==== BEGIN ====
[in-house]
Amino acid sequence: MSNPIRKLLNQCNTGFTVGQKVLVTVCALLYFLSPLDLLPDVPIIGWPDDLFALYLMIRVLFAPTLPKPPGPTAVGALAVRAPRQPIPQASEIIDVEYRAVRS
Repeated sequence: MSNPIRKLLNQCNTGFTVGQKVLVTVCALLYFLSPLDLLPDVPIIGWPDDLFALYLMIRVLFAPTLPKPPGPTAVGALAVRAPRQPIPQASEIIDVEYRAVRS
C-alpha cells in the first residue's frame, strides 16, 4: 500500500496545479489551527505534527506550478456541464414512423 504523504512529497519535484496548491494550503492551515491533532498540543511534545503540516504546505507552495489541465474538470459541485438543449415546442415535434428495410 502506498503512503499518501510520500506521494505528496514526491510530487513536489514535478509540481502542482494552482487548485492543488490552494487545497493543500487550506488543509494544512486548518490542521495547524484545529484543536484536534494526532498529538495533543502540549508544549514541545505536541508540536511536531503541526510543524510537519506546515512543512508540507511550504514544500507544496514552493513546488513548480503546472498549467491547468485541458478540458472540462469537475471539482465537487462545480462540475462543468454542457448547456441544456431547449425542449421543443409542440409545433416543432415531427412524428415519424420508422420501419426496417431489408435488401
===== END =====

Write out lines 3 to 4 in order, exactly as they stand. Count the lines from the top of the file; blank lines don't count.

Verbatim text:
Repeated sequence: MSNPIRKLLNQCNTGFTVGQKVLVTVCALLYFLSPLDLLPDVPIIGWPDDLFALYLMIRVLFAPTLPKPPGPTAVGALAVRAPRQPIPQASEIIDVEYRAVRS
C-alpha cells in the first residue's frame, strides 16, 4: 500500500496545479489551527505534527506550478456541464414512423 504523504512529497519535484496548491494550503492551515491533532498540543511534545503540516504546505507552495489541465474538470459541485438543449415546442415535434428495410 502506498503512503499518501510520500506521494505528496514526491510530487513536489514535478509540481502542482494552482487548485492543488490552494487545497493543500487550506488543509494544512486548518490542521495547524484545529484543536484536534494526532498529538495533543502540549508544549514541545505536541508540536511536531503541526510543524510537519506546515512543512508540507511550504514544500507544496514552493513546488513548480503546472498549467491547468485541458478540458472540462469537475471539482465537487462545480462540475462543468454542457448547456441544456431547449425542449421543443409542440409545433416543432415531427412524428415519424420508422420501419426496417431489408435488401